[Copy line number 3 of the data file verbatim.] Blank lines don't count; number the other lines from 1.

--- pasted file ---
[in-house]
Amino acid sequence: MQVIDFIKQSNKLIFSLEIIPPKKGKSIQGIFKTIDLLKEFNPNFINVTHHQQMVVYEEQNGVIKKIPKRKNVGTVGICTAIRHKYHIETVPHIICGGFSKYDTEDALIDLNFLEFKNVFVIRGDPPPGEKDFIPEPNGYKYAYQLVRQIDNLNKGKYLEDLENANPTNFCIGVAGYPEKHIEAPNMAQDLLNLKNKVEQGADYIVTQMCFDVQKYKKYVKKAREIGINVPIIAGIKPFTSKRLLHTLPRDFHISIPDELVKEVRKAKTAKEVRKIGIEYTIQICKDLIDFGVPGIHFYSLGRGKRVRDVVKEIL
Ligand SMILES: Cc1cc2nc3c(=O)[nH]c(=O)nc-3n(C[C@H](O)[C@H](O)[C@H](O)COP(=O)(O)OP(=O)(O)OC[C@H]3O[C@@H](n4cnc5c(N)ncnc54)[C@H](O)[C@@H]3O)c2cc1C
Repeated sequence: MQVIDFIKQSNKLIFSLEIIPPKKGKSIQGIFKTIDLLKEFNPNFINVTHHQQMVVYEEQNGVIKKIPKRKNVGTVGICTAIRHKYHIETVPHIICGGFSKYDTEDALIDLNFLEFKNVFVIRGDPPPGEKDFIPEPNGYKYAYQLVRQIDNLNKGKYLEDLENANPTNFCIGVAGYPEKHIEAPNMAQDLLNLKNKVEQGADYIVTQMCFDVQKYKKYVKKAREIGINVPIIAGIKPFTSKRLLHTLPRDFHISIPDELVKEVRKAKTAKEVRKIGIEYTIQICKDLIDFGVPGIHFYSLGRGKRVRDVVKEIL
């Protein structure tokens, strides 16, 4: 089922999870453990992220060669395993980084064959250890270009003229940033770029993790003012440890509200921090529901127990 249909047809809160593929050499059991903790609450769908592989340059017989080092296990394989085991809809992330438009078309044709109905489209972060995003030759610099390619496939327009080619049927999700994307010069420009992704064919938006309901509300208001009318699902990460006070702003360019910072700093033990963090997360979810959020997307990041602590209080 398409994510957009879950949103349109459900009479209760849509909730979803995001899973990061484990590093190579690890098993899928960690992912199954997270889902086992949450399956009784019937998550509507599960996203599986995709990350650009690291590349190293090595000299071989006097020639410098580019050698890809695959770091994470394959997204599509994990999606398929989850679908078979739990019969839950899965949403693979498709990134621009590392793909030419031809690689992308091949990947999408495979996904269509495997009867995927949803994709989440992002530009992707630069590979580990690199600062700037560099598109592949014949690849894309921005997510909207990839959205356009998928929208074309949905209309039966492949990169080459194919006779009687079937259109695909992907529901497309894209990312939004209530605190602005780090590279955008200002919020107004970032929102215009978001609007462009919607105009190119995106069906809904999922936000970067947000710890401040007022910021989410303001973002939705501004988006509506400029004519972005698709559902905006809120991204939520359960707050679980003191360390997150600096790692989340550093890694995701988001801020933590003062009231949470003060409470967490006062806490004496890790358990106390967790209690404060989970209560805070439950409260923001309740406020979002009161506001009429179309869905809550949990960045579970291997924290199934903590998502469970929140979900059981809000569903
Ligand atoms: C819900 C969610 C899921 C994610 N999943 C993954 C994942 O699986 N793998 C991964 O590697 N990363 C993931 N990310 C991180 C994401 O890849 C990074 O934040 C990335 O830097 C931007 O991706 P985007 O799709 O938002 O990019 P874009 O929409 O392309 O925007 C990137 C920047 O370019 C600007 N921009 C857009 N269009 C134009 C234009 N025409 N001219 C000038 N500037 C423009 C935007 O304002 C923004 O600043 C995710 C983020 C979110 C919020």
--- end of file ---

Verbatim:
Ligand SMILES: Cc1cc2nc3c(=O)[nH]c(=O)nc-3n(C[C@H](O)[C@H](O)[C@H](O)COP(=O)(O)OP(=O)(O)OC[C@H]3O[C@@H](n4cnc5c(N)ncnc54)[C@H](O)[C@@H]3O)c2cc1C